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Of course the PAP has credible people within its ranks. With a former judge, a mathematician, a senior legal officer, top lawyers, medical doctors, economists, academics and senior journalists, who can gainsay that the ruling party is well endowed in the credibility department?
What about the opposition? According to some “poll watchers” Singapore’s opposition has some ways to go before it can match the PAP. And as long as it cannot do this, electoral success will be elusive. (See report below)
Indeed, Mr Lee Kuan Yew avers that all he is trying to do with his hardball politics is to force the opposition to gather candidates whose competence and integrity can compete with that found in such abundance in his party.
Agreeing, Professor Eugene Tan says that the opposition needs to work towards gathering a “brain trust” and build up a “government-in-waiting.”
Even Workers’ Party Chairman Sylvia Lim concurs, saying that the opposition needs to “focus on getting credible people elected into Parliament.”
Of course Mr Lee, Professor Tan and Ms Lim are absolutely right about electing only “credible” people into parliament. Which Singaporean wants to elect a bunch of riff-raff into the legislature?
Unfortunately, the three miss the point (Mr Lee deliberately, of course).
It may surprise readers that the long list of high-calibre professionals mentioned in the opening paragraph does not, in fact, belong to the PAP; it belongs to the opposition.
From Drs Poh Soo Kai, Lee Siew Choh, and Lim Hock Siew (medical professionals) to Mr David Marshall (our first prime minister) to Mr Jeyaretnam (former judge) to Mr Francis Seow (former solicitor-general) to Mr Tang Liang Hong (senior lawyer) to Mr Chia Thye Poh (mathematician) to Mr Said Zahari (journalist), Singapore had men of distinction serving in the opposition, men whose moral and intellectual calibre take no backseat to anyone in the PAP.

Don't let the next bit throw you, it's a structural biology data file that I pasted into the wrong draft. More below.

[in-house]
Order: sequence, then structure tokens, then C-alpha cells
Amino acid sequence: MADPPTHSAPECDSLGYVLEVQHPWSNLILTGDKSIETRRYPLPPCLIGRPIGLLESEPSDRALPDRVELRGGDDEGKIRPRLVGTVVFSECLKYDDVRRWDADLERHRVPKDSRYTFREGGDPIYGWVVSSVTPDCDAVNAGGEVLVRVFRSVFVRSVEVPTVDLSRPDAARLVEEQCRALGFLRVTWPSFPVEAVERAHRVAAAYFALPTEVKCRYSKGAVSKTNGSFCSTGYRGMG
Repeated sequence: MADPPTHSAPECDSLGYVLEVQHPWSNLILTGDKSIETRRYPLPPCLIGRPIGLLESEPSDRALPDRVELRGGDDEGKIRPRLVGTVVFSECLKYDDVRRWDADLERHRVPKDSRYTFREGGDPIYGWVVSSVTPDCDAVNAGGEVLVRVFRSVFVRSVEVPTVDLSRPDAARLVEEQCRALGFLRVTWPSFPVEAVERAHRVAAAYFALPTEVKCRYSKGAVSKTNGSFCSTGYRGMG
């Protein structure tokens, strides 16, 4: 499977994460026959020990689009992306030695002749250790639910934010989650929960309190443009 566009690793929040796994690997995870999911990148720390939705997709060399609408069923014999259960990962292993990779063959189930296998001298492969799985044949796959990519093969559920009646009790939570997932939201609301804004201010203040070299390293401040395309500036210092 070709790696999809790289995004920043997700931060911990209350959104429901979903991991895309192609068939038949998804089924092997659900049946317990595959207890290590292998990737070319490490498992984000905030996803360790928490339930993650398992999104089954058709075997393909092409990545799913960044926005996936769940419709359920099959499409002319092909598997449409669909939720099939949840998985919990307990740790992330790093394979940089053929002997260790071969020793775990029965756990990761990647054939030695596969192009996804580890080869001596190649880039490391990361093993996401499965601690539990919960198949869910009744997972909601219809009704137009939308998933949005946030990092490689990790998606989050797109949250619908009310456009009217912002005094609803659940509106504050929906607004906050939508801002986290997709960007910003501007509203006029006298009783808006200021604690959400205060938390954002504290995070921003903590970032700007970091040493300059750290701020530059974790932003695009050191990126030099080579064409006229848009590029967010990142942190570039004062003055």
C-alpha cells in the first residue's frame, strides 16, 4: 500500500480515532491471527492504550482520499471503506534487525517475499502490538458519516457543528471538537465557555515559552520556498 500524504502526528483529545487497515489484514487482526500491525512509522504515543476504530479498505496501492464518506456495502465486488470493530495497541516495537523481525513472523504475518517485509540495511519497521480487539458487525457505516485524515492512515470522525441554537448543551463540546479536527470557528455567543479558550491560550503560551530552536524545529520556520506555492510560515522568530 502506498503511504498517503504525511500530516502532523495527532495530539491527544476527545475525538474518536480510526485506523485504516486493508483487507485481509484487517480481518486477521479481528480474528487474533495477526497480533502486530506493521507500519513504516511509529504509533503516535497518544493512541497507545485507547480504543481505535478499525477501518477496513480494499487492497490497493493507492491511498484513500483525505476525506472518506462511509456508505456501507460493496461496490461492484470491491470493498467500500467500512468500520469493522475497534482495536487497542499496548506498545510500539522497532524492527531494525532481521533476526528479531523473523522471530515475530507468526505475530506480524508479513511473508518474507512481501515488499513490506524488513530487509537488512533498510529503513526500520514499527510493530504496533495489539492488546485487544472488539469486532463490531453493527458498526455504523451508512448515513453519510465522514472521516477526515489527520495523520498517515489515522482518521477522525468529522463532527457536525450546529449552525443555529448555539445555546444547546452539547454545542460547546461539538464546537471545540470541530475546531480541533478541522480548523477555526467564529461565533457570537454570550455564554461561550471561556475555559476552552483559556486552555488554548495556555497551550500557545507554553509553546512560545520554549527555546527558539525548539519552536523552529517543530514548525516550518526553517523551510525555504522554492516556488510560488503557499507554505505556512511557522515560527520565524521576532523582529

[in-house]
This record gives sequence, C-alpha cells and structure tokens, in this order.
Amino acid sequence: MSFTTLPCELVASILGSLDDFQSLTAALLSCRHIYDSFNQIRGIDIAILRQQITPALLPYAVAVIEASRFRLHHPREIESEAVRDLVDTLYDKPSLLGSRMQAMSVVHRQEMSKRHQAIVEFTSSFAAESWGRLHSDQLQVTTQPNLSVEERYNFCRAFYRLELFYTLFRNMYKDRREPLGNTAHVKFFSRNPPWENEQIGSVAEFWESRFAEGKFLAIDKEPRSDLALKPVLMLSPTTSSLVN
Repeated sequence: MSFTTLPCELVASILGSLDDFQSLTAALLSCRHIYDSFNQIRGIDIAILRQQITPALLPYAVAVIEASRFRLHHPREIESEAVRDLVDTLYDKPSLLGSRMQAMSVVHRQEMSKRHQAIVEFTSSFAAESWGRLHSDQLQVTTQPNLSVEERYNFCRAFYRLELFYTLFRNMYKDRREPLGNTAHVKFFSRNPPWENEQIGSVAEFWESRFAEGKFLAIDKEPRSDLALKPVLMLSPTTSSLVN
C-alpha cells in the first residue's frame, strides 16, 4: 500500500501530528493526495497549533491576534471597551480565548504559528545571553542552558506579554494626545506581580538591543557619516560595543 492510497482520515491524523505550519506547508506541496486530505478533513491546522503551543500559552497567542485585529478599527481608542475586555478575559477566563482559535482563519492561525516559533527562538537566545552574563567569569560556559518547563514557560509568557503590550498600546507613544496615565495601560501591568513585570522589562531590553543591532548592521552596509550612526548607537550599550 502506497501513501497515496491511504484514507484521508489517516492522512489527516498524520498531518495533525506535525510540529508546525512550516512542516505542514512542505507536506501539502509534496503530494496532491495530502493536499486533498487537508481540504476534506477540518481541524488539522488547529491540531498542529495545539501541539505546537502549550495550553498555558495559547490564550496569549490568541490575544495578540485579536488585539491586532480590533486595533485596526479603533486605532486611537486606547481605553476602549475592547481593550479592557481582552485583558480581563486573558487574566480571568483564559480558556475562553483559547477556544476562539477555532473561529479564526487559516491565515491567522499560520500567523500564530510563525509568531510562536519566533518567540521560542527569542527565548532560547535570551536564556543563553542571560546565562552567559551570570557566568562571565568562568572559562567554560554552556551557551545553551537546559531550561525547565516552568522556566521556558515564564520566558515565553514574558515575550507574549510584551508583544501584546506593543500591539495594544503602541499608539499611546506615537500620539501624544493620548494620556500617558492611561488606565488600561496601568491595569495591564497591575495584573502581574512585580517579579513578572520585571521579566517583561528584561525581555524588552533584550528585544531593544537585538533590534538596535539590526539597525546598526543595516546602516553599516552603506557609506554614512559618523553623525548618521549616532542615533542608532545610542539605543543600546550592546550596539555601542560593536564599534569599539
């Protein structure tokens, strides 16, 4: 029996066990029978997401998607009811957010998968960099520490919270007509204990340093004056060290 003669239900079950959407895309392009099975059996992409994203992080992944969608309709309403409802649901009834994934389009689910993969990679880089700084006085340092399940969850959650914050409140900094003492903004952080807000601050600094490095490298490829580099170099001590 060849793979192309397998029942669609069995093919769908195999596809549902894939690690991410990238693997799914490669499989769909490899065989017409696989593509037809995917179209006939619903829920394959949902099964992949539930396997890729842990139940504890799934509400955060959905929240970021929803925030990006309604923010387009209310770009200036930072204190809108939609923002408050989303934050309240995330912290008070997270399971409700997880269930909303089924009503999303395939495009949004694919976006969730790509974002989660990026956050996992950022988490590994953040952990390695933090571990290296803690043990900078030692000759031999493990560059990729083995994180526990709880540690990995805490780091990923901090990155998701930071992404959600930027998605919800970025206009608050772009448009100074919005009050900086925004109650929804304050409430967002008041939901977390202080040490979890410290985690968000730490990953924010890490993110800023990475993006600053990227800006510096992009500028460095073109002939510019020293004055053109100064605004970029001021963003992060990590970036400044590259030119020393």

Even today, the opposition has no dearth of professionals, lawyers, PhD holders and medical professionals in its camp. Many more than measure up to the Lim Swee Says, Mah Bow Tans, and Wong Kan Sengs.
Admittedly, there is a distinction between the PAP men and those serving in the opposition: the ones in the latter group are not motivated by money.
Another difference is that while the credibility of the PAP folks need Viagra-like boosts from the media they control, oppositionists are persecuted in every manner conceivable. Credible Singaporeans, after joining the opposition and given the Straits-Times treatment, very quickly become not credible.
Not true? Think International Bar Association (IBA). The organisation was good and lauded by Mr Lee Kuan Yew because unlike other Western liberal NGOs, it understood what the PAP was about. That is, until it opined that the Lee system needed reform.
Overnight the IBA was relegated to the ranks of those out to destroy Singapore and therefore no longer credible. Never mind the fact that Mr Lee made absolutely no sense and that he was his usual disingenuous self. What is disconcerting is that no one dared to tell him to his face what he really is, an old autocrat in whose mind intellectual decency matters little.
In the same vein, Mr Lee and those who can’t think differently continue to parrot the untruth that the opposition cannot attract “credible” Singaporeans. How can the opposition attract good people when we measure goodness according to the Book of Lee?